Authors: Abdel Ejnioui; Luis Daniel Otero; Carlos E. Otero
Addresses: Department of Information Technology, University of South Florida, Lakeland, Florida, 33803, USA ' Department of Systems Engineering, Florida Institute of Technology, Melbourne, Florida, 32901, USA ' Department of Information Technology, University of South Florida, Lakeland, Florida, 33803, USA
Abstract: It is well known that the development of large software systems can be very challenging. Research shows that inadequate planning and management of human resources can sometimes lead to catastrophic failures in building these systems. Careful planning requires the consideration of the relationships between skills developed by engineers considered for these systems and those required in building high-quality software systems. However, there is a noticeable absence of reliable methodologies for assessing these relationships. This paper presents a method that evaluates skill relationships based on a set of task and resource specific skill parameters. These parameters are used as measures in a multi-attribute decision problem to evaluate the skills of each engineer candidate. The problem is solved by using the concept of possibility degree for ranking two grey numbers in grey systems theory. A case study is presented to show how this method can be applied in these problems.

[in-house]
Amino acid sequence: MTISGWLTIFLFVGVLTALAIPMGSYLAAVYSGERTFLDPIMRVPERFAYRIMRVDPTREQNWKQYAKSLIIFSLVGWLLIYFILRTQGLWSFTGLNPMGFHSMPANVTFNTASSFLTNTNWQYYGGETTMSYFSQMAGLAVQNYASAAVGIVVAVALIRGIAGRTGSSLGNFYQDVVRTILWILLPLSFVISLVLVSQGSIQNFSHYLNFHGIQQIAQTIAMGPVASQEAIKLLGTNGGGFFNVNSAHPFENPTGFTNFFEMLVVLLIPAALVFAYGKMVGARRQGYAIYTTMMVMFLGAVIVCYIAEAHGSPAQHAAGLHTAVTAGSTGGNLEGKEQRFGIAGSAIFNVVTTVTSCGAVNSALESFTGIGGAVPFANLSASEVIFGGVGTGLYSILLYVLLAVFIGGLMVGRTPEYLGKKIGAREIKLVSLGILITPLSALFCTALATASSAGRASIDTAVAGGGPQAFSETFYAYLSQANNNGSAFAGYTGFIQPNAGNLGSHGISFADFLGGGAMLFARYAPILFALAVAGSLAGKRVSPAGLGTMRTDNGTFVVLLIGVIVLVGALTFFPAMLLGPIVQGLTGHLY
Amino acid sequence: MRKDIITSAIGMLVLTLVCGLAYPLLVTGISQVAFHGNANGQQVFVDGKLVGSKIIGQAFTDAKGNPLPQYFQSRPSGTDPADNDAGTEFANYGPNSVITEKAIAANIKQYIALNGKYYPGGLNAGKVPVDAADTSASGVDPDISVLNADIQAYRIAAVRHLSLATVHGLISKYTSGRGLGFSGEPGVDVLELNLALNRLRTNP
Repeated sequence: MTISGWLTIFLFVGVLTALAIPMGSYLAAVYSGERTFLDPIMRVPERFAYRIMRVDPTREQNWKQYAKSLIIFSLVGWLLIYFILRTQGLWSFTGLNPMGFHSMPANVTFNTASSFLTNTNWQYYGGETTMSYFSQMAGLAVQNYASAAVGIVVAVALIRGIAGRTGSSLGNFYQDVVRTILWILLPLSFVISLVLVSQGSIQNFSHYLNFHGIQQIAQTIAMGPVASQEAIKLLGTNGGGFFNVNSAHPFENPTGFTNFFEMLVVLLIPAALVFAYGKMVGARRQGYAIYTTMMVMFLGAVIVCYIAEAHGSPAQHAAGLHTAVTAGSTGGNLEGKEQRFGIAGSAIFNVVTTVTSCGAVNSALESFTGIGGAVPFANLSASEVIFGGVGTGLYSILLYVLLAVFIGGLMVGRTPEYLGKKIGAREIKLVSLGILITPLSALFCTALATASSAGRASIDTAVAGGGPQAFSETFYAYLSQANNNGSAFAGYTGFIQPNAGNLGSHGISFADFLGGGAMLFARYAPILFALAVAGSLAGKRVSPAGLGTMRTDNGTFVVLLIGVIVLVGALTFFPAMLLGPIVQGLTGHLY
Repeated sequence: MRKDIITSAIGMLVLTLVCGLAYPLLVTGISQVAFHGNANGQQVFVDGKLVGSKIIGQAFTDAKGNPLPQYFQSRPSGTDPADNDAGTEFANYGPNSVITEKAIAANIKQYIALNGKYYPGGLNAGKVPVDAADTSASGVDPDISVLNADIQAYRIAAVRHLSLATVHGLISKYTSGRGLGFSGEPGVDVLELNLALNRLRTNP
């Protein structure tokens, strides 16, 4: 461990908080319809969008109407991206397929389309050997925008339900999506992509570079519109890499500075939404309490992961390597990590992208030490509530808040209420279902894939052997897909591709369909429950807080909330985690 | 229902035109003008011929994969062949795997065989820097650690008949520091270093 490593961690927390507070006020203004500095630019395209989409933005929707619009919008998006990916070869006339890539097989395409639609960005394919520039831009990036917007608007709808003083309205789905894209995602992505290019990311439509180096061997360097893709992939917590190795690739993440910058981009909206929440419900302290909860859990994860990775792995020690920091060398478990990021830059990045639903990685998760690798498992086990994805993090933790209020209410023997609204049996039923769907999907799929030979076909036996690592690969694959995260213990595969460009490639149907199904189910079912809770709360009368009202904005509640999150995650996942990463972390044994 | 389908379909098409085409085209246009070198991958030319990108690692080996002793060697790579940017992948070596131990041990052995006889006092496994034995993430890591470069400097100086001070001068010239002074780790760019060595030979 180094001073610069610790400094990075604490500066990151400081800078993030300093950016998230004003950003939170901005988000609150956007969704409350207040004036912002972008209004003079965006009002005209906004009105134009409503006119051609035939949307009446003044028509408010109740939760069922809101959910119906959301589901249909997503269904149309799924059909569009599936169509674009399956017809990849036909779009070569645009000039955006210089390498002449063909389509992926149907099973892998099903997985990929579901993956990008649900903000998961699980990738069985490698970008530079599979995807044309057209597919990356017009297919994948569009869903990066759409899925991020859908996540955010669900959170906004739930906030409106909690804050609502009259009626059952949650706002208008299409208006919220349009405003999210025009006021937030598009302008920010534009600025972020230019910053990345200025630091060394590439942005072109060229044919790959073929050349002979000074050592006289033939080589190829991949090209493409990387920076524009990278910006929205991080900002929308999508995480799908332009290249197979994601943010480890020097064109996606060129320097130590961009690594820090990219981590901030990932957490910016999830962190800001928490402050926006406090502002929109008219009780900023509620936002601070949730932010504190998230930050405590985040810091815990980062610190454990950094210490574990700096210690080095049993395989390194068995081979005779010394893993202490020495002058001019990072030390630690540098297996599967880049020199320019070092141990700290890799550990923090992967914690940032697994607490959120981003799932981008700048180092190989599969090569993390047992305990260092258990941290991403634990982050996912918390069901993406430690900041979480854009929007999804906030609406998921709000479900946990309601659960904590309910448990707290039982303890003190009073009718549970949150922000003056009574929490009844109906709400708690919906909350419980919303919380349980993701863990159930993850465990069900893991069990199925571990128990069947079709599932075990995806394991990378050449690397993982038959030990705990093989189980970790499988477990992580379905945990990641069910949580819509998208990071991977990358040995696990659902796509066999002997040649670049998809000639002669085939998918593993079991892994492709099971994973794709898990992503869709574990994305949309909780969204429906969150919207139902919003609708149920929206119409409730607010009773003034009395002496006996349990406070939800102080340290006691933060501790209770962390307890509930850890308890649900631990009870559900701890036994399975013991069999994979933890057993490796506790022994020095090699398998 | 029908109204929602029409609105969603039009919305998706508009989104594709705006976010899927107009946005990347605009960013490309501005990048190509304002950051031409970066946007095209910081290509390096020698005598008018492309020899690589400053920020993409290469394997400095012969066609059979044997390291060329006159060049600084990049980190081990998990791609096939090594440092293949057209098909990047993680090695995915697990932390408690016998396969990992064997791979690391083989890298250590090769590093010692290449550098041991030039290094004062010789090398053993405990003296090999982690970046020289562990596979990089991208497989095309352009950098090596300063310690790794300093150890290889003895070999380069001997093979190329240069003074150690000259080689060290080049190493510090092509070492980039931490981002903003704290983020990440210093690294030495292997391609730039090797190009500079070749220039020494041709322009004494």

Keywords: skills assessment; software projects; resource allocation; grey systems theory; possibility degree; multiattribute decision making; MADM; software engineering.
International Journal of Computational Systems Engineering, 2013 Vol.1 No.3, pp.200 - 210
Published online: 26 Jul 2014 *Full-text access for editors Access for subscribers Purchase this article Comment on this article